The Astor Expedition was a grand, two-pronged mission, involving scores of men, that attempted to establish a worldwide trading network centered at present-day Astoria. Although the ambitious enterprise was ultimately doomed by the War of 1812, it left a lasting impact on Oregon history. Fort Astoria, the trading post constructed ...
John Jacob Astor (1763-1848)
John Jacob Astor never visited Oregon or the Pacific Northwest, but his investment in the region’s fur trade in the early nineteenth century left an important legacy. In 1810, Astor sent two expeditions representing his Pacific Fur Company, one by sea and one by land, to establish a fur post at the mouth of the Columbia River. By spring 1811, the Tonquin had anchored in the Columbia River estuary, after a difficult passage over the river’s ocean bar, and Astor’s men had built a storehouse at Fort Astoria, the first American settlement in the Oregon Country and the foundation for Oregon’s oldest continually occupied non-indigenous community. The overland expedition, led by Wilson Price Hunt, arrived in February 1812.
Astor conceived the post as a terminus for a string of trading posts across western North America that would funnel furs for shipment to markets in China. Based at Fort Astoria, the Pacific Fur Company established several posts in the Columbia River Basin before the War of 1812 disrupted Astor’s grand plan. In the face of war in October 1813, the Pacific Fur Company sold Astoria to the North West Company. By terms of the Treaty of Ghent, which ended the war, Britain ended up with ownership of Astoria, which was renamed Fort George.
By 1821, Astor’s fur-trade embarcadero on the Columbia had become part of the sprawling Hudson’s Bay Company enterprise. Nonetheless, Fort Astoria signaled an American entrepreneurial and territorial interest in Oregon and added a minor argument for United States negotiators, who eventually succeeded in incorporating the Pacific Northwest into the nation by the Oregon Treaty of 1846 with Great Britain.
The Pacific Fur Company was but one of several fur-trading enterprises Astor created, including the American Fur Company, an economic powerhouse in the Missouri River trade during the 1820s and 1830s. In a letter to Meriwether Lewis in 1808, when Astor began planning his post on the Columbia, President Thomas Jefferson called Astor “a most excellent man . . . long engaged in the [fur] business & perfectly master of it.” According to historian James Ronda, he was “relentless in the pursuit of wealth” and a genius who “embraced business techniques far in advance of his contemporaries.”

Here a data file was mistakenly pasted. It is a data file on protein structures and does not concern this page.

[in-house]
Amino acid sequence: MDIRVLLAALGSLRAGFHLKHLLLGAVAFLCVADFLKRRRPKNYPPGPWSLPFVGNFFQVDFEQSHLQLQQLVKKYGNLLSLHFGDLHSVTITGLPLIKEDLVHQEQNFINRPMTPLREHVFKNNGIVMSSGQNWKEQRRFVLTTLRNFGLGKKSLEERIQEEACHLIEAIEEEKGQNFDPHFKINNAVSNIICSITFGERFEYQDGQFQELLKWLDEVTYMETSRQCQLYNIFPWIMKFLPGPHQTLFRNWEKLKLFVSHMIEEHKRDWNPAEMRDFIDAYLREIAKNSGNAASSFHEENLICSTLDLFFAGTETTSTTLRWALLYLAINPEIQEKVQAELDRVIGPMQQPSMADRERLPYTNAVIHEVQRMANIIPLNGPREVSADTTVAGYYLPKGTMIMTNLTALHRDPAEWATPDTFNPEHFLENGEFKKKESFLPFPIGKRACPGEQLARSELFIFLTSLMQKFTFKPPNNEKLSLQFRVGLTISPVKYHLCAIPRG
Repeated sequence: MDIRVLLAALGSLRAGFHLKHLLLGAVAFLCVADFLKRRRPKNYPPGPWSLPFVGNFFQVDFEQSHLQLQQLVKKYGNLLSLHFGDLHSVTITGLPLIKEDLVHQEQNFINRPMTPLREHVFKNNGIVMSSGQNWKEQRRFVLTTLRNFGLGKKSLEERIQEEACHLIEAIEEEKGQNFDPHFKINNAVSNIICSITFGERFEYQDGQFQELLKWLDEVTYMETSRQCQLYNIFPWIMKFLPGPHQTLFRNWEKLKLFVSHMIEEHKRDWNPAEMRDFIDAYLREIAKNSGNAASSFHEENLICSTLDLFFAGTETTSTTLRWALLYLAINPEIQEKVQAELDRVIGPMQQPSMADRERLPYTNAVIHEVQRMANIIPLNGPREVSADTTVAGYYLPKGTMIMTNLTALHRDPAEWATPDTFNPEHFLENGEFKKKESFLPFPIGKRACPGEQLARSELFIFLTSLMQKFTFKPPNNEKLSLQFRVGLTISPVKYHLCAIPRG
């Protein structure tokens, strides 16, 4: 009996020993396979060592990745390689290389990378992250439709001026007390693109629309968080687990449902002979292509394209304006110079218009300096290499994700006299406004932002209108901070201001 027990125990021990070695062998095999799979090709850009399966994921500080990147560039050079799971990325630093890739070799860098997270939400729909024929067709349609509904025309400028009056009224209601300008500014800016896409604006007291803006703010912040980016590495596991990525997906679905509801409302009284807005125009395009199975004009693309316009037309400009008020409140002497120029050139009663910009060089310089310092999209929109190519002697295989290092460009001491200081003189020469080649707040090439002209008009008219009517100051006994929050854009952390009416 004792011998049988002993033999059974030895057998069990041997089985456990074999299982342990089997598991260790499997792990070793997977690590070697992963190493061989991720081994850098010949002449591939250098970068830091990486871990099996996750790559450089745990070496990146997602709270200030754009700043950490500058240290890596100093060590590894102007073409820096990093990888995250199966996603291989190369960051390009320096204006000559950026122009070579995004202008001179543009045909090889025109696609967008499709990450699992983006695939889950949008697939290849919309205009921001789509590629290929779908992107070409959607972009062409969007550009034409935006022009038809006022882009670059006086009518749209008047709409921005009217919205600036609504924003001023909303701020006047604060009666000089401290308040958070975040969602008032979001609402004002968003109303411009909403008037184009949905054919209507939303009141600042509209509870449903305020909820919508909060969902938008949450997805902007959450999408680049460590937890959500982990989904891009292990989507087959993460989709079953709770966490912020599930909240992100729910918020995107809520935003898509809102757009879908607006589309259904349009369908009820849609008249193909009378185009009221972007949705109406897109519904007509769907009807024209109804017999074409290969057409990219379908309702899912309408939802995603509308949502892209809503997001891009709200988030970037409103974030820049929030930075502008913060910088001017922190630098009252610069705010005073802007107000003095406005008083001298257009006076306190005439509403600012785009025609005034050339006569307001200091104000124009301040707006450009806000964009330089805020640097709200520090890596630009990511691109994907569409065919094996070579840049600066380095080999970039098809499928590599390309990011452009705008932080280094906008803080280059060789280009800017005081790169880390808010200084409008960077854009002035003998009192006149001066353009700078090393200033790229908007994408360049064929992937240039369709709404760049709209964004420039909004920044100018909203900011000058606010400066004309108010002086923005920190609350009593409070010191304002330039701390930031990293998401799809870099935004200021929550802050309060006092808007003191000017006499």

Astor began his business career not long after his arrival in New York City, at age twenty-one, in 1784. Born in Waldorf in the German Palatinate into a middling family, he followed an elder brother to New York in pursuit of gain. He married Sarah Todd, from an established Dutch family, in 1785 and began a trading business, and his aggressive business style and ability to foresee trading opportunities led him to the fur trade. By the 1790s, his ability to manipulate trade relationships had brought success and wealth.
After being forced to abandon Astoria, Astor turned his attention to other investments, including real estate and the China trade, although he kept his interest in the fur trade through his American Fur Company, incorporated in 1808. His partners operated the Western Department of the American Fur Company into the upper Missouri River region. By 1834, he had pulled out of the fur business altogether and had sold the American Fur Company. He pursued real estate investments for the last decade and a half of his life. Astor died in 1848 with an estimated estate of $8 million (approximately $4 billion in 2016 dollars).
Ronda, James. Astoria & Empire. Lincoln: University of Nebraska Press, 1984.
Jackson, Donald, ed. Letters of the Lewis and Clark Expedition. Vol. 2. Urbana: University of Illinois Press, 1979.
Haeger, John D. “Business Strategy and Practice in the Early Republic: John Jacob Astor and the American Fur Trade.” Western Historical Quarterly (May 1988): 192-99.
This entry was last updated on Oct. 5, 2016